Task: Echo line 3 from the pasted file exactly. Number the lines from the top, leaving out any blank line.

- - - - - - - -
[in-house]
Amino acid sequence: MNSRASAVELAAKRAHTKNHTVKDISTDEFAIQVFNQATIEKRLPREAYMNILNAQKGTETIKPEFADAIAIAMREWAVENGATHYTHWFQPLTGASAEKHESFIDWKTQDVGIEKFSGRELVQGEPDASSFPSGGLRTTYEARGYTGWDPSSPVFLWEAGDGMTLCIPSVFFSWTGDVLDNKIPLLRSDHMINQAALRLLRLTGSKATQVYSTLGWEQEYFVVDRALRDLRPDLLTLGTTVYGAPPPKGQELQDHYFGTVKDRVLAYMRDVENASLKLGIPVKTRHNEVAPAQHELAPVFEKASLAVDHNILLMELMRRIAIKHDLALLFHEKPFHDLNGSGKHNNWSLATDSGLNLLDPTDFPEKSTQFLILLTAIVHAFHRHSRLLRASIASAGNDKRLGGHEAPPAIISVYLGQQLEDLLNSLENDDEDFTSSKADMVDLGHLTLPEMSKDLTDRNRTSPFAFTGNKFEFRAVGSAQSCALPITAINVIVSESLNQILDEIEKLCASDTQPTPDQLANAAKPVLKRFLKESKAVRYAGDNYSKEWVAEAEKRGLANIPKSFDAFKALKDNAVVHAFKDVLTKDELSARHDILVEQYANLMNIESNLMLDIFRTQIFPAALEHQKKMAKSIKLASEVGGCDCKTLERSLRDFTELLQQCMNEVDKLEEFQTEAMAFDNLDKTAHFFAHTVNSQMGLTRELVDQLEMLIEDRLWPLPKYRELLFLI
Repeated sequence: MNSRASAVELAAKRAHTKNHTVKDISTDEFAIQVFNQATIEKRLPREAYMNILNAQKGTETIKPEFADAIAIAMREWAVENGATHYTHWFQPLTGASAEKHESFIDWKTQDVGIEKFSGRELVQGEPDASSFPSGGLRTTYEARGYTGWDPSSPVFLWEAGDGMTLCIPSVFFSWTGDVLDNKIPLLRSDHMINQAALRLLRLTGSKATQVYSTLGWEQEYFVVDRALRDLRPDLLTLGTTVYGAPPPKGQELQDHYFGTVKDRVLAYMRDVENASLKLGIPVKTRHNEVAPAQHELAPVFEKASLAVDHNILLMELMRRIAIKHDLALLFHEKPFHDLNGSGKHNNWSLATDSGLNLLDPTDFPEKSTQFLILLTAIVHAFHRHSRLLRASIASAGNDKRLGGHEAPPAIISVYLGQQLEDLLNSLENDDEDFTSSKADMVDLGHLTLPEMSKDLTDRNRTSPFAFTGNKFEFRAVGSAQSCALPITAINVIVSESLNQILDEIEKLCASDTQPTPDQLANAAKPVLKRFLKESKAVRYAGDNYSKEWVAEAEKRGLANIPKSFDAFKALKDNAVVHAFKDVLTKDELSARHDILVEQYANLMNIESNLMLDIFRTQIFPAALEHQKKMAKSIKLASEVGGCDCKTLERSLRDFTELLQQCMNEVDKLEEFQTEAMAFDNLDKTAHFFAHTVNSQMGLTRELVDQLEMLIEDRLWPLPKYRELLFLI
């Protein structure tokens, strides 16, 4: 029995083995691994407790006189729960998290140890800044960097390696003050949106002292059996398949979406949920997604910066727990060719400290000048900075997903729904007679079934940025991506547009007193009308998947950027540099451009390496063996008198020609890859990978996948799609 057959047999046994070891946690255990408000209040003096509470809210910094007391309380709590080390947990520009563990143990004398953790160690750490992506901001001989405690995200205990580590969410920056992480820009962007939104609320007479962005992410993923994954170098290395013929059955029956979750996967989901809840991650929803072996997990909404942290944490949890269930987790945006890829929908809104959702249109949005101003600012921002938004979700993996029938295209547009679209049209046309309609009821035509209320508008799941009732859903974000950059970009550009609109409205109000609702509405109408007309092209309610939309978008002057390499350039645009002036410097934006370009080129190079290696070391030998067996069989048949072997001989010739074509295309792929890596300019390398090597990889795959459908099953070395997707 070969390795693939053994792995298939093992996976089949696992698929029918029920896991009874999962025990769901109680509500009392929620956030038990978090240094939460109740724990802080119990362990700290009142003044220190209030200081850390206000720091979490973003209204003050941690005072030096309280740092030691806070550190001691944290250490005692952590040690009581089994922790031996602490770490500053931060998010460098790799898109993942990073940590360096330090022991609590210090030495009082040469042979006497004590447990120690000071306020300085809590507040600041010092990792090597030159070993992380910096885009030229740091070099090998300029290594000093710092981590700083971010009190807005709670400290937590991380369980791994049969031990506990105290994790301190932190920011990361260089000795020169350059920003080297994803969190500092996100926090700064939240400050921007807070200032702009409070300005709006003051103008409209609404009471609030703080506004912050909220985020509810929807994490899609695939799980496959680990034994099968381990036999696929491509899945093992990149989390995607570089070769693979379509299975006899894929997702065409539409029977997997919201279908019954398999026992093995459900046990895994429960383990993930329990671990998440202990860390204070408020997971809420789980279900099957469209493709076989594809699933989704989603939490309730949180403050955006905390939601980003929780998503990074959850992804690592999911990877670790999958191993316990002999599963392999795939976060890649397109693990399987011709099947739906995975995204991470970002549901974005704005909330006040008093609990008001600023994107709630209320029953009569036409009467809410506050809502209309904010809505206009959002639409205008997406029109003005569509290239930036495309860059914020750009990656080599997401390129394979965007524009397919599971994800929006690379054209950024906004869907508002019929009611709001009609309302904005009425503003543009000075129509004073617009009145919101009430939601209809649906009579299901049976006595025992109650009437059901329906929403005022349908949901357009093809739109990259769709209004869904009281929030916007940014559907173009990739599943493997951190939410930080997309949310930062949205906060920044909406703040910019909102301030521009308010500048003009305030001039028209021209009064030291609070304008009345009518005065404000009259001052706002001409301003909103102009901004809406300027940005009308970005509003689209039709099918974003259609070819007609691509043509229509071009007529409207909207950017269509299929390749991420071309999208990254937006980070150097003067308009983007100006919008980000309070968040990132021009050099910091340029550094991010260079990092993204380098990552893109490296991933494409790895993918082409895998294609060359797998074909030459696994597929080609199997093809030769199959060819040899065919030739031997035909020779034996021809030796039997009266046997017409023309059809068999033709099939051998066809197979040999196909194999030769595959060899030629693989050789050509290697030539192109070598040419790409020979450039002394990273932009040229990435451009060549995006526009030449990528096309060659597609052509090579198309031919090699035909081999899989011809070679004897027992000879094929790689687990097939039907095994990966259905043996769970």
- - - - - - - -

Repeated sequence: MNSRASAVELAAKRAHTKNHTVKDISTDEFAIQVFNQATIEKRLPREAYMNILNAQKGTETIKPEFADAIAIAMREWAVENGATHYTHWFQPLTGASAEKHESFIDWKTQDVGIEKFSGRELVQGEPDASSFPSGGLRTTYEARGYTGWDPSSPVFLWEAGDGMTLCIPSVFFSWTGDVLDNKIPLLRSDHMINQAALRLLRLTGSKATQVYSTLGWEQEYFVVDRALRDLRPDLLTLGTTVYGAPPPKGQELQDHYFGTVKDRVLAYMRDVENASLKLGIPVKTRHNEVAPAQHELAPVFEKASLAVDHNILLMELMRRIAIKHDLALLFHEKPFHDLNGSGKHNNWSLATDSGLNLLDPTDFPEKSTQFLILLTAIVHAFHRHSRLLRASIASAGNDKRLGGHEAPPAIISVYLGQQLEDLLNSLENDDEDFTSSKADMVDLGHLTLPEMSKDLTDRNRTSPFAFTGNKFEFRAVGSAQSCALPITAINVIVSESLNQILDEIEKLCASDTQPTPDQLANAAKPVLKRFLKESKAVRYAGDNYSKEWVAEAEKRGLANIPKSFDAFKALKDNAVVHAFKDVLTKDELSARHDILVEQYANLMNIESNLMLDIFRTQIFPAALEHQKKMAKSIKLASEVGGCDCKTLERSLRDFTELLQQCMNEVDKLEEFQTEAMAFDNLDKTAHFFAHTVNSQMGLTRELVDQLEMLIEDRLWPLPKYRELLFLI